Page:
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Airlines Want To Cut CO2, But Only If They All Do It At Once

The aviation industry has laid out goals to cut emissions, but they depend on global cooperation to keep the playing field level.

By Sebastian Martinez | October 15, 2015

When most delegates head to the U.N.'s climate conference in Paris, they'll also be contributing to climate change. (Video via United Nations)

Commercial air travel produced some 705 million metric tons of CO2 in 2013, meaning if it were a country, it would be among the top 10 emitters in the world.

And like the rest of the top 10, the aviation industry has put forward a plan to cut emissions, with a goal to cut them in half by 2050. (Video via Boeing)

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But the kicker is the plan relies on a lot of international collaboration, and if past climate summits have taught us anything, it's that international collaboration is hard. (Video via United Nations)

The industry wants an international market where it can buy carbon offsets — investing in carbon-cutting measures to offset carbon emissions. 

For example, an airline could buy a certain amount of renewable energy to counterbalance the carbon emissions its flights emitted in a year. (Video via Google)

In an open letter to governments, aviation giants like Boeing and Airbus argued, "A single global carbon offsetting scheme offers the swiftest and most effective approach."

The thing is, it has to be international because most major airlines are, obviously, international and no airline wants to be at a disadvantage. (Video via British Airways)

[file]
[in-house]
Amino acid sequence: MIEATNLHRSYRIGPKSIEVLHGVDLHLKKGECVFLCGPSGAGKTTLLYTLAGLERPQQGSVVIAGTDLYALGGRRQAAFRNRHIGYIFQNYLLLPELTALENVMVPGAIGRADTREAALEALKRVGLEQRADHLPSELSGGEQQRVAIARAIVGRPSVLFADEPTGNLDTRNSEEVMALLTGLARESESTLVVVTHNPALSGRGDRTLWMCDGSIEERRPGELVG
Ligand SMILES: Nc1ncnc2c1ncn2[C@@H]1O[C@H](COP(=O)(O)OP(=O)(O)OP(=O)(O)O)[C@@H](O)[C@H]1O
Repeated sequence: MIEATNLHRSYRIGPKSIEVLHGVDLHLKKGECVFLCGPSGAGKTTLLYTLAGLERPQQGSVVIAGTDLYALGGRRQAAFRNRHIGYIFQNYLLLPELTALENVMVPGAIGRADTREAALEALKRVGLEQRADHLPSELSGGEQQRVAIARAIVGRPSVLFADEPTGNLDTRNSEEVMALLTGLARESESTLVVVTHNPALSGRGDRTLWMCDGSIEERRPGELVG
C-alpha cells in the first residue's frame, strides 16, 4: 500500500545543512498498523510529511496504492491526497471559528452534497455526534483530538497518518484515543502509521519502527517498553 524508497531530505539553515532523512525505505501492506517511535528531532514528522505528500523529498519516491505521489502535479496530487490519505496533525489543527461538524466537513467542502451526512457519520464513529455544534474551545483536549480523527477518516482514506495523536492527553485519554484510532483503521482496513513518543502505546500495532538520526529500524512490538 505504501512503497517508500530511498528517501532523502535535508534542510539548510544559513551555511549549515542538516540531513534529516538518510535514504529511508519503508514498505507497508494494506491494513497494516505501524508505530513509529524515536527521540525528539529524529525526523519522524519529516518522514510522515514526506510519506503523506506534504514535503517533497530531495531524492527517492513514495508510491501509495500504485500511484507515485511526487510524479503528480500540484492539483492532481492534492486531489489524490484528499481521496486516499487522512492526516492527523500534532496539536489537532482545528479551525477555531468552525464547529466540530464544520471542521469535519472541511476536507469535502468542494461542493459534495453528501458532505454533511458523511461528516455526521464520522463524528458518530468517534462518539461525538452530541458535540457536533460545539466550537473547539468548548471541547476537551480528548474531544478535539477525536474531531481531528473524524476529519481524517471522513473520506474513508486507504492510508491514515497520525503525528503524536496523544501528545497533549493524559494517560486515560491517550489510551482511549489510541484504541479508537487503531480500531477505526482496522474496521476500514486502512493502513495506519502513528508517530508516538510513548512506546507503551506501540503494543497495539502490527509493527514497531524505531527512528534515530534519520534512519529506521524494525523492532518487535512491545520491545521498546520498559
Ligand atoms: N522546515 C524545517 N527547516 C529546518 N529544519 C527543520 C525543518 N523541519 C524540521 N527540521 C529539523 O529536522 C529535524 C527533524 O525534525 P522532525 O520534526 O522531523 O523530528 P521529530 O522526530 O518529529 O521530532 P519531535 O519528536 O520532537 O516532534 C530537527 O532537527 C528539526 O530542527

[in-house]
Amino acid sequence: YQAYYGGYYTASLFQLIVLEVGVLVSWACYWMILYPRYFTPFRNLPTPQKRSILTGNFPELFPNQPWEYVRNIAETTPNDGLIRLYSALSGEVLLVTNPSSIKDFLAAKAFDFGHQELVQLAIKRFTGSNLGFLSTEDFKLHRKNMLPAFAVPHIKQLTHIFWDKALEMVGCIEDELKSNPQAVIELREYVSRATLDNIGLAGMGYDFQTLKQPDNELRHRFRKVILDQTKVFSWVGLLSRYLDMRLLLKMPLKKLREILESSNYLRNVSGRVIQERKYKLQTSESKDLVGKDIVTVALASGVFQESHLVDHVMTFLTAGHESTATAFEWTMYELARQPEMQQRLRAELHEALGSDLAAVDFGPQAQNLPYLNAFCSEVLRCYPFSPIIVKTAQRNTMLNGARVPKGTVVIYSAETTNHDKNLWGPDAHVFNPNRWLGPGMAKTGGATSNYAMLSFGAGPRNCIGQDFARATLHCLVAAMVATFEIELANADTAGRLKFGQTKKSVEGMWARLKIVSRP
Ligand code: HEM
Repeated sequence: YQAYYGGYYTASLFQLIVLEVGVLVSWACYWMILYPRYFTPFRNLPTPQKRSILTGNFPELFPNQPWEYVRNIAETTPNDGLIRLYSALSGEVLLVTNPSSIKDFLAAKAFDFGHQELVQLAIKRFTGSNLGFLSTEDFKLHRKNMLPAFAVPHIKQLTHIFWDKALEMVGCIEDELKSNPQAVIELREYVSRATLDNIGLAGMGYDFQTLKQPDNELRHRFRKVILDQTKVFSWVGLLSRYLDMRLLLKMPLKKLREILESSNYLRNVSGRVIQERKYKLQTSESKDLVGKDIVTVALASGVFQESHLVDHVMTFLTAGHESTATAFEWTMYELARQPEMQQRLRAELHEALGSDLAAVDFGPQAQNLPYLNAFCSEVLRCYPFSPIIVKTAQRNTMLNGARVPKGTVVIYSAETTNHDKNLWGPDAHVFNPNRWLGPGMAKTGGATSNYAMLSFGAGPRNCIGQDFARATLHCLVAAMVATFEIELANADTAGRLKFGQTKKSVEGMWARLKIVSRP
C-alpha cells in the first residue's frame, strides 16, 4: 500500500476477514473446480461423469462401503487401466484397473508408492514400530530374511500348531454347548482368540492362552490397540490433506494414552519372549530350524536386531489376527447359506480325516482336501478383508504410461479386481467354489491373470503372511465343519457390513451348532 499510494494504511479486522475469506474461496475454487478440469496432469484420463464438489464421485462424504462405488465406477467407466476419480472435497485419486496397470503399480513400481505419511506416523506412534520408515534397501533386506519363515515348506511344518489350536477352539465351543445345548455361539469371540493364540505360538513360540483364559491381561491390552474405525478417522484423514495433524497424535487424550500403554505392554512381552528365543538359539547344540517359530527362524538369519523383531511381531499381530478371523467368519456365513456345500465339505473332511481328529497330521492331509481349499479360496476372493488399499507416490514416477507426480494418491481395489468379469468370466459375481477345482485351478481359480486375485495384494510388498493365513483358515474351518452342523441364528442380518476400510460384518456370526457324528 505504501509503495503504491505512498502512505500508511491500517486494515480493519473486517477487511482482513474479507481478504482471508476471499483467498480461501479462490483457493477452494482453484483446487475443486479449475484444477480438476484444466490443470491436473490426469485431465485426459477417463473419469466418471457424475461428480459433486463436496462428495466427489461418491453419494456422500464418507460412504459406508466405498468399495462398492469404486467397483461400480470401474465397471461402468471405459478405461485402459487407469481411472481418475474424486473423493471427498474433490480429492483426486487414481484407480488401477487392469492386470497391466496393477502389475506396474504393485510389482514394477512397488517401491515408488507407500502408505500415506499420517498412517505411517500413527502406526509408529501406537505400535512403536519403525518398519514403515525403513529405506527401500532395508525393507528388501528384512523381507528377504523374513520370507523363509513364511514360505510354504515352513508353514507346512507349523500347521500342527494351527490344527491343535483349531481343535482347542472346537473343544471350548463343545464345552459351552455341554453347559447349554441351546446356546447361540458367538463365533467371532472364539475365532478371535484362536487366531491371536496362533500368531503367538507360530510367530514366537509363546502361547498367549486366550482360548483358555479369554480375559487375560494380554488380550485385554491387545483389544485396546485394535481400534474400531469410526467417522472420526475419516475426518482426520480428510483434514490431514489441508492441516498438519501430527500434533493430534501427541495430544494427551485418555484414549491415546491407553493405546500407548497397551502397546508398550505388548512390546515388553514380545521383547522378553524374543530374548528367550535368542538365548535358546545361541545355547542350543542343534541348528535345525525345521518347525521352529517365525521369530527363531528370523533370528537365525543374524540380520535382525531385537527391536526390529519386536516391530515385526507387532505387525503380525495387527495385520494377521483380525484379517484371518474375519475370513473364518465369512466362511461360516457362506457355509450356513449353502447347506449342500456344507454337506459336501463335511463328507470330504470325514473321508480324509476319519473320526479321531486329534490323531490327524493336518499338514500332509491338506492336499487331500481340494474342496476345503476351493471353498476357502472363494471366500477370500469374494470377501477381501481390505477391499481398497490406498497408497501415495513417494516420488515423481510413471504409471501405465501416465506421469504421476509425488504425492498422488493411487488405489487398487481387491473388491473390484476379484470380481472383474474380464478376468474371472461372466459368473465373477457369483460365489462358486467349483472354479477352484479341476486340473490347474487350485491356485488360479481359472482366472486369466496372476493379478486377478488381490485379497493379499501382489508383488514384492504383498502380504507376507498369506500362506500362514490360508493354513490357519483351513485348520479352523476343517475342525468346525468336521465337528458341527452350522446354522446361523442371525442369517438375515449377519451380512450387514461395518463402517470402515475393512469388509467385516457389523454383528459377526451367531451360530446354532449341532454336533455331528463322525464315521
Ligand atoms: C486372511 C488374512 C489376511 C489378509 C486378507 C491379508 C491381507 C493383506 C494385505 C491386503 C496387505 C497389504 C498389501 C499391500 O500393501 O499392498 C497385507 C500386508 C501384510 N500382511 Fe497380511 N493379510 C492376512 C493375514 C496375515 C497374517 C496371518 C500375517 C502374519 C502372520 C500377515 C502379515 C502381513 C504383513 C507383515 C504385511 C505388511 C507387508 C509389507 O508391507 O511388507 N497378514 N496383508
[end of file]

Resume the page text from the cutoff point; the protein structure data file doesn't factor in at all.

The group in charge of coming up with this marketplace would be the International Civil Aviation Organization. The ICAO is a U.N. agency, but its close work with airlines means environmentalists are skeptical. (Video via International Civil Aviation OrganizationUnited Nations)

A lawyer for the Center for Biological Diversity told The New York Times, “Passing the buck to an international organization that's virtually run by the airline industry won't protect our planet from these rapidly growing emissions.” (Video via Center for Biological Diversity)

And all indications are, unless there are major advancements in cleaner fuel, those emissions will continue to grow.

As the global middle class increases, so does demand for air travel, with global demand rising 7.1 percent in August, year over year, according to the International Air Transportation Assocation.

While countries are meeting in Paris to tackle climate change in December, the next meeting of the ICAO isn't for another year.

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